This is why you think Webb Simpson’s golf swing looks weird

Webb Simpson's golf swing is devastatingly effective, but it's not a fan favorite.

(PGA Tour)

When recreational golfers glance a cursory eye over a pro golfer’s swing, and decide whether they like the “look” of it or not, there’s probably nothing more important than the follow-through. Ask any teacher and they almost certainly will point somewhere besides the follow through as the most important position, even if there’s something magical about the look of it. To watch the movement of 100+ mph come to a graceful, confident, balanced finish is such an enduring image, and something golfers everywhere aspire to.

MEXICO CITY, MEXICO - FEBRUARY 19: Rory McIlroy of Northern Ireland plays his shot from the 7th tee ahead of World Golf Championships-Mexico Championship at Club de Golf Chapultepec on February 19, 2020 in Mexico City, Mexico. (Photo by Hector Vivas/Getty Images)
There’s something poetic about a good follow through. (GETTY)

Which brings us to Webb Simpson.

Simpson has captured two wins, two top threes and an additional two top 10s in his last eight starts. But more impressive are his ball striking statistics, which have maintained elite status for the better part of 10 years. Since 2011, his average SG: Tee-to-Green ranking is 18th, which is all the more impressive when you consider his Driving Distance average over the same period is 108th.

Put simply: Webb Simpson is one of most accurate and consistent ball strikers of the modern era.

But like we saw on social media following Webb’s win at the RBC Heritage, his ball-striking prowess is not accompanied by praise of his golf swing. Unlike Rory’s flowing move, which fans can’t help but gush over, so many golfers can’t help but remark on how strange his golf swing is. Tron Carter over at No Laying Up captured the mood by comparing Webb to Philip Rivers, tweeting that he “gets it done, looks awful doing it.”

So why do fans consider Webb’s move such a strange one? It all goes back to his follow-through — and the thing that causes it.

First off, it’s important to understand the difference between an extended (usually known as a “cupped”) lead wrist, a neutral (“flat”) lead wrist, and a flexed (“bowed”) lead wrist. You can see the difference at the top of the backswing between Webb’s extended/cupped wrist position and Dustin Johnson’s flexed/bowed wrist position, with neutral Rory pretty much in-between.

Webb has an extended/cupped wrist; Rory has a neutral wrist. DJ has a flexed/bowed wrist. (GETTY)

The way your wrist moves obviously effects what the club is doing. The more the wrist cups/extends, the more the clubface opens. And the more it opens on the backswing, the more golfers need to close it during their swing in order to hit the ball straight. But that’s not always easy, which why a “cupped” wrist at the top of the backswing is often identified as a cause of a slice.

The current trend in golf instruction, as GOLF Top 100 Dana Dahlquist explains here, tends towards DJ’s flexed/bowed lead wrist position to prevent needing to match up that movement. But as you can see, Webb bucks this trend. He rolls the clubface open on his takeaway (look at how it compares to Brooks Koepka’s clubface on the takeaway below), and as you saw above, he uses his wrists to keep the clubface open at the top of the backswing.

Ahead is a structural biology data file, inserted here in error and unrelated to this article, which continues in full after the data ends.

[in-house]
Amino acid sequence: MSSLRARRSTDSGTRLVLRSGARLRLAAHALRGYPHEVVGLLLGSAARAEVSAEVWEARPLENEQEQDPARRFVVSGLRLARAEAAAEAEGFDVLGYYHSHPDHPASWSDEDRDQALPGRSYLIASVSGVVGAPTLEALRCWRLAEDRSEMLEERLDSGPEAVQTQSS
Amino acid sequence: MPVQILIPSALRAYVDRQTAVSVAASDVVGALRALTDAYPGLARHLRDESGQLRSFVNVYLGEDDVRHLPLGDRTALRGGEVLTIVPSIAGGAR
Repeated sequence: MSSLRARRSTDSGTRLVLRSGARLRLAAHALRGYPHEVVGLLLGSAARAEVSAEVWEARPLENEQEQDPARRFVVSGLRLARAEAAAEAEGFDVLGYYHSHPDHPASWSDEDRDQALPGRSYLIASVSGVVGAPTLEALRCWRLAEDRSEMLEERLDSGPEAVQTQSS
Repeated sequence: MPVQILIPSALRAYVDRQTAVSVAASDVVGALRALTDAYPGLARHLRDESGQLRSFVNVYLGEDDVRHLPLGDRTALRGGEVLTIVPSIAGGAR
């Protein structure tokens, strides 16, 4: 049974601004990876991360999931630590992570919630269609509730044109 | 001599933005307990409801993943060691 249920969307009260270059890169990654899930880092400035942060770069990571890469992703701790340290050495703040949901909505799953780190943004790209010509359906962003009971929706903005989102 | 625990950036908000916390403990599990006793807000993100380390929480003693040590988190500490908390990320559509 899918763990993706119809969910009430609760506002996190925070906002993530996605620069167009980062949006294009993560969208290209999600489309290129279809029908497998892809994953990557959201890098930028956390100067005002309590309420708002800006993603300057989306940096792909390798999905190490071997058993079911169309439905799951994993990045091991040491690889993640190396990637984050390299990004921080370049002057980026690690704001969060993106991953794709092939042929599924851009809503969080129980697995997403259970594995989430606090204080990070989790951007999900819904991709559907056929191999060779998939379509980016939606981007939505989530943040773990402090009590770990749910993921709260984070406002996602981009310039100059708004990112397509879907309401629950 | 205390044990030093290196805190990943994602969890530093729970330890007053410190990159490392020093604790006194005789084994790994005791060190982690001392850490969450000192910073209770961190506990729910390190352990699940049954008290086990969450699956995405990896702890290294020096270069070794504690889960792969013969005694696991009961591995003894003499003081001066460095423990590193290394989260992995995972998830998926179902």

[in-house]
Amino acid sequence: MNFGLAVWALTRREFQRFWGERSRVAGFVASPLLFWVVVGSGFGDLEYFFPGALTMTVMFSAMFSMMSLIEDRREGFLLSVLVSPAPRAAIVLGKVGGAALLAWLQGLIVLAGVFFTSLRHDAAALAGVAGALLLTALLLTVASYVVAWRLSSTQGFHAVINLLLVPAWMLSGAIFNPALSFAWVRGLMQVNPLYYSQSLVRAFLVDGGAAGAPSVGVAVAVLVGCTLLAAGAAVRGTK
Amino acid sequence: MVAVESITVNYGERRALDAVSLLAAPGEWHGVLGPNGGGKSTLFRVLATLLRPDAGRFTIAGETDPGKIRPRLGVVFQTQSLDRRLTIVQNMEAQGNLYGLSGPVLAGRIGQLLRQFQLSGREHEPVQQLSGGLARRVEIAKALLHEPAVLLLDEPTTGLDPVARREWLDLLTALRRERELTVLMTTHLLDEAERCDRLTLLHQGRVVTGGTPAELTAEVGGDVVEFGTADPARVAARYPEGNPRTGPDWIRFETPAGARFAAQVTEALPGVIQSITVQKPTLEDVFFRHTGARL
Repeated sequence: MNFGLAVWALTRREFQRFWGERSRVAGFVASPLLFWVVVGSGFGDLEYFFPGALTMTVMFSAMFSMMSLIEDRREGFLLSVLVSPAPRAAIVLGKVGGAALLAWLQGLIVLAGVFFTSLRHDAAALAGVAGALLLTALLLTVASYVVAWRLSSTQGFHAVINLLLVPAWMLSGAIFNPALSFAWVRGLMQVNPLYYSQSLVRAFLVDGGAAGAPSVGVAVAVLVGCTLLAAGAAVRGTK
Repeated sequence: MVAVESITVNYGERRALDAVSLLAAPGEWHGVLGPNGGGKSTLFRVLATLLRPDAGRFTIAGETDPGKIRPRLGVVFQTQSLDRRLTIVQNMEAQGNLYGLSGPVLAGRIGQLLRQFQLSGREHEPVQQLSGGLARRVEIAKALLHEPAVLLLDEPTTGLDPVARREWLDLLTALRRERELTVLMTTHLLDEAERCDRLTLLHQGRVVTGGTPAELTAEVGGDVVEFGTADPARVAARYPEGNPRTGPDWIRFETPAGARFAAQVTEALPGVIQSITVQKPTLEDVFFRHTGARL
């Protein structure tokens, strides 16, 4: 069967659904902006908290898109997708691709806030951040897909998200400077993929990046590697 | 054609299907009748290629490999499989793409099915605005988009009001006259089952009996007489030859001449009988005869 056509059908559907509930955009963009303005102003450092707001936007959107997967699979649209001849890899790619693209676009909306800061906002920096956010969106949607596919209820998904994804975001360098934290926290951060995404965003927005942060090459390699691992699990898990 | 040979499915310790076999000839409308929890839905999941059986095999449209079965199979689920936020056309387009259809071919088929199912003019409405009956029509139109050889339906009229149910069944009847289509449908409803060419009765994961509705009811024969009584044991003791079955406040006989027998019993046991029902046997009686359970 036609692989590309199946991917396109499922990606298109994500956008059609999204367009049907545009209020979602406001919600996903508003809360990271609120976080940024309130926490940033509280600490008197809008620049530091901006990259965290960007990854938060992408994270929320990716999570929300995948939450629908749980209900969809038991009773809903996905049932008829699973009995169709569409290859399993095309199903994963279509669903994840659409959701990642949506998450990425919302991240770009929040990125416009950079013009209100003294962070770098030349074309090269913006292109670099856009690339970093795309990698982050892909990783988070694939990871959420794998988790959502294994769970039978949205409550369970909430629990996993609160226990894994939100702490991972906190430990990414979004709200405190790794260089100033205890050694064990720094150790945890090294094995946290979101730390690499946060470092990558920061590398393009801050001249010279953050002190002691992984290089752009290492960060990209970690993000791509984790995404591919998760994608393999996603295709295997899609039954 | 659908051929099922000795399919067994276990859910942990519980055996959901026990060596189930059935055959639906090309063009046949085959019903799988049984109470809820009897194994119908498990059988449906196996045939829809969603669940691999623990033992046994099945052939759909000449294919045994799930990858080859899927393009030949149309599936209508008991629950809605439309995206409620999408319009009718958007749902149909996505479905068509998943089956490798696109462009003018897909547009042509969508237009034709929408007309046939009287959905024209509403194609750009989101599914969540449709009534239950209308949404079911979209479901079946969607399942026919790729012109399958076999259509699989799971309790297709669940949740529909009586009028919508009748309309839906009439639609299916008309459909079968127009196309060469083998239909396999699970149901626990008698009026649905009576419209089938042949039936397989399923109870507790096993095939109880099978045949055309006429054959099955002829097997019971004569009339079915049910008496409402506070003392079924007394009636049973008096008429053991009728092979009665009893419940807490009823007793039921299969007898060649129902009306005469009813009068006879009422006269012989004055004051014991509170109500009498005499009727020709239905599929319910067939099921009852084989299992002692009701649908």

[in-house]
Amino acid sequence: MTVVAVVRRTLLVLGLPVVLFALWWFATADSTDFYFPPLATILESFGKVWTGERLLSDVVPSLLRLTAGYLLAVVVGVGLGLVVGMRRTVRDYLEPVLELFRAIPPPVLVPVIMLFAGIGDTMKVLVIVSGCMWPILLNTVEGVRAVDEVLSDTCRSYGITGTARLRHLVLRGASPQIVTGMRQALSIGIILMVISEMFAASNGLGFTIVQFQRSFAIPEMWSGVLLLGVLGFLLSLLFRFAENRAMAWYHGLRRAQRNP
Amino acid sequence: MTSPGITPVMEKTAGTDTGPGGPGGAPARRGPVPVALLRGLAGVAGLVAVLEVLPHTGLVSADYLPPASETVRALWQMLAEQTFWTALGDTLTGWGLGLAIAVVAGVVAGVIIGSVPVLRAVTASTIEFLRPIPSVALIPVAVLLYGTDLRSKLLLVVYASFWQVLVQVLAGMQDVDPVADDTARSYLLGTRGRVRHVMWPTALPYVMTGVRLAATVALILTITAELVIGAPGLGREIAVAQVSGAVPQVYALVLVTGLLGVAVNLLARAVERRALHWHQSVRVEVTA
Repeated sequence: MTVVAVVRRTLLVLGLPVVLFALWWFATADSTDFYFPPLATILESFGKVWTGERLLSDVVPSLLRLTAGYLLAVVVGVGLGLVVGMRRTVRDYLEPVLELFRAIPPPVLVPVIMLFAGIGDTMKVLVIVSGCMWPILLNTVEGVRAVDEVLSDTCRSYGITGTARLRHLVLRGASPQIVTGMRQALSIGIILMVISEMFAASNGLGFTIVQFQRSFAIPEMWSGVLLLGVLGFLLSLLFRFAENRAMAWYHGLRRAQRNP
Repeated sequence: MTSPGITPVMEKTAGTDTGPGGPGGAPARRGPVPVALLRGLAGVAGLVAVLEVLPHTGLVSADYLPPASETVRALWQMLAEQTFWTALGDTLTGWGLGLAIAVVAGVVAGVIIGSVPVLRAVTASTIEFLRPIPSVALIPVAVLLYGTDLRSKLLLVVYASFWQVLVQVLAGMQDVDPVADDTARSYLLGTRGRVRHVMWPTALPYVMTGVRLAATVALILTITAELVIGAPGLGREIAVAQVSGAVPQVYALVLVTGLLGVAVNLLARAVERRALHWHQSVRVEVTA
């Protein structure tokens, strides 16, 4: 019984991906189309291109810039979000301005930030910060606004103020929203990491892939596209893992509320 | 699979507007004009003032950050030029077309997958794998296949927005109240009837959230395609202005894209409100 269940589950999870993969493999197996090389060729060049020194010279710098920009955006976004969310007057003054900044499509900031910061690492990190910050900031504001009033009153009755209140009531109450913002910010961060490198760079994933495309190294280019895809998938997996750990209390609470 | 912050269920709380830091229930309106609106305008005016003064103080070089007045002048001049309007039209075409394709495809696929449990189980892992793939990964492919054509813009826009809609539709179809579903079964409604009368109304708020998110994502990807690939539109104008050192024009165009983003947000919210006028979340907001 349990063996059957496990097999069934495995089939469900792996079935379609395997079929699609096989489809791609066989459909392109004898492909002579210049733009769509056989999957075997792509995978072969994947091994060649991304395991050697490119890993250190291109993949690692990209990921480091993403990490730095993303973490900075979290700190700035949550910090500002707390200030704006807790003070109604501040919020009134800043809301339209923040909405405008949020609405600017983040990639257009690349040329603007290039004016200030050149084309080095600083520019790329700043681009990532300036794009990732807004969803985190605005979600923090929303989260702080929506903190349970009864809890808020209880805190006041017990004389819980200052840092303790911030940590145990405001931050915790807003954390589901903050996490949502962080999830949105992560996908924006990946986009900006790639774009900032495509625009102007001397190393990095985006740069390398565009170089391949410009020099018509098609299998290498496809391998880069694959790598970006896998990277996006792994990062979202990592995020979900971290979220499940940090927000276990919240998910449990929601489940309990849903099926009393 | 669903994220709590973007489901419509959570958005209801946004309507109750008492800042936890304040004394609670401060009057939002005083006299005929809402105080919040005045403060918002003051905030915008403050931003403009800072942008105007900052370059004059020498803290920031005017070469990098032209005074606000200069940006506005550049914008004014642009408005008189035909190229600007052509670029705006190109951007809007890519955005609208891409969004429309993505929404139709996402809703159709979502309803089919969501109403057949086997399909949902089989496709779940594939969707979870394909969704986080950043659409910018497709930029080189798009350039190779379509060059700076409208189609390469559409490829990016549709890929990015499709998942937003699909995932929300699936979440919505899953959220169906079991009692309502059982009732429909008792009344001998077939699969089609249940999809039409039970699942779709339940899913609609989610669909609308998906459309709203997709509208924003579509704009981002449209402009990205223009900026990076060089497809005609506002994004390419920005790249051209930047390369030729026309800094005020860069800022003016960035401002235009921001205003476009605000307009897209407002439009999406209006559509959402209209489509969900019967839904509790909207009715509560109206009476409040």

Webb rolls his clubface open on his takeaway. (PGA Tour)

But as we just mentioned, the more the clubface opens on the backswing, the more it needs to close before you hit the ball. And that’s why Webb Simpson’s unorthodox follow-through looks the way it does. Just as Arnold Palmer’s strange finish was the product of him trying desperately to hold the clubface open, Webb’s is his attempt to close the clubface a lot in a little amount of time. He rolls his wrists over aggressively, and he does it to absolute perfection — most of the time.

“Webb’s strong left hand grip which combined with a weaker right hand results in the lead wrist cupping at the top of the backswing,” GOLF Top 100 Teacher Terry Rowles says. “His body is less open than most at impact. He uses his arms aggressively to close the face, and his arm action is why he has one of the highest rates of closure on tour.”

Webb matches up his open clubface… (GETTY)
…with a wrist-y release around his body. (GETTY)

Does this move, observed in full speed, look a bit weird? Apparently so.

But is it consistent, repeatable, effective and predictable? Undoubtedly yes. It doesn’t mean it will be for everyone, but it is for Webb.

And really, that’s all that matters. Webb Simpson is built just like a regular guy, and doesn’t swing it much faster than an average low-handicapper. Yet he’s putting together a Hall of Fame career, and GOLF Top 100 Teacher Jeff Smith, writing after Webb’s win in Scottsdale earlier this year, probably said it best:

“Sometimes a player’s abilities are just unique and there’s some real genius in that,” he wrote. “Understanding just how difficult it is to hit a golf ball the way he does with this swing makes me appreciate his genius even more.”

Luke Kerr-Dineen Contributor

Luke Kerr-Dineen is the Game Improvement Editor at GOLF Magazine and In his role he oversees the brand’s game improvement content spanning instruction, equipment, health and fitness, across all of GOLF’s multimedia platforms.

An alumni of the International Junior Golf Academy and the University of South Carolina–Beaufort golf team, where he helped them to No. 1 in the national NAIA rankings, Luke moved to New York in 2012 to pursue his Masters degree in Journalism from Columbia University. His work has also appeared in USA Today, Golf Digest, Newsweek and The Daily Beast.